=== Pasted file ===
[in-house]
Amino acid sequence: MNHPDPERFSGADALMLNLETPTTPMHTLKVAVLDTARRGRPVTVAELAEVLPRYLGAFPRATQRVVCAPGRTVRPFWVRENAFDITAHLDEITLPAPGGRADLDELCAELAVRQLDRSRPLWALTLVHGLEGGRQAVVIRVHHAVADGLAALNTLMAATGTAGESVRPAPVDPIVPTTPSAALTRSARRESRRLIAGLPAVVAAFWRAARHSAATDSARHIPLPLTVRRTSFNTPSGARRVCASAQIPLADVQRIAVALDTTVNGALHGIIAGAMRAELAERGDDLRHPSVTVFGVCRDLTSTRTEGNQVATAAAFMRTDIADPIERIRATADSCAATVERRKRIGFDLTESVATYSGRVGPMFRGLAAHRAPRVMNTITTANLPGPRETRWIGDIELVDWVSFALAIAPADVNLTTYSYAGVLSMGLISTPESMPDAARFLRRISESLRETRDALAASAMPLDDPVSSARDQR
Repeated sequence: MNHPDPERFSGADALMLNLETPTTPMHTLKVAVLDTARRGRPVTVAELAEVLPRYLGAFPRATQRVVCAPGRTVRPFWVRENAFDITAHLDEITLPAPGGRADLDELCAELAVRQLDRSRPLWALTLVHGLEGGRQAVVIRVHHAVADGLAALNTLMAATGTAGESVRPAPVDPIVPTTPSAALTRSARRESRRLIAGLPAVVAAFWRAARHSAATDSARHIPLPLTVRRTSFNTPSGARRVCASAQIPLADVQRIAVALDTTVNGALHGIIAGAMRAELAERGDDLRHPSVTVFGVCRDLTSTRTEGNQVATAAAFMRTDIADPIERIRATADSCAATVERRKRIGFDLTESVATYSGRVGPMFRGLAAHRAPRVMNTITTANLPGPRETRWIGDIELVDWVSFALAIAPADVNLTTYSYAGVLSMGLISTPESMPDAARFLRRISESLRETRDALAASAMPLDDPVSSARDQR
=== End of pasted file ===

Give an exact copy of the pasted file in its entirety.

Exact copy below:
[in-house]
Amino acid sequence: MNHPDPERFSGADALMLNLETPTTPMHTLKVAVLDTARRGRPVTVAELAEVLPRYLGAFPRATQRVVCAPGRTVRPFWVRENAFDITAHLDEITLPAPGGRADLDELCAELAVRQLDRSRPLWALTLVHGLEGGRQAVVIRVHHAVADGLAALNTLMAATGTAGESVRPAPVDPIVPTTPSAALTRSARRESRRLIAGLPAVVAAFWRAARHSAATDSARHIPLPLTVRRTSFNTPSGARRVCASAQIPLADVQRIAVALDTTVNGALHGIIAGAMRAELAERGDDLRHPSVTVFGVCRDLTSTRTEGNQVATAAAFMRTDIADPIERIRATADSCAATVERRKRIGFDLTESVATYSGRVGPMFRGLAAHRAPRVMNTITTANLPGPRETRWIGDIELVDWVSFALAIAPADVNLTTYSYAGVLSMGLISTPESMPDAARFLRRISESLRETRDALAASAMPLDDPVSSARDQR
Repeated sequence: MNHPDPERFSGADALMLNLETPTTPMHTLKVAVLDTARRGRPVTVAELAEVLPRYLGAFPRATQRVVCAPGRTVRPFWVRENAFDITAHLDEITLPAPGGRADLDELCAELAVRQLDRSRPLWALTLVHGLEGGRQAVVIRVHHAVADGLAALNTLMAATGTAGESVRPAPVDPIVPTTPSAALTRSARRESRRLIAGLPAVVAAFWRAARHSAATDSARHIPLPLTVRRTSFNTPSGARRVCASAQIPLADVQRIAVALDTTVNGALHGIIAGAMRAELAERGDDLRHPSVTVFGVCRDLTSTRTEGNQVATAAAFMRTDIADPIERIRATADSCAATVERRKRIGFDLTESVATYSGRVGPMFRGLAAHRAPRVMNTITTANLPGPRETRWIGDIELVDWVSFALAIAPADVNLTTYSYAGVLSMGLISTPESMPDAARFLRRISESLRETRDALAASAMPLDDPVSSARDQR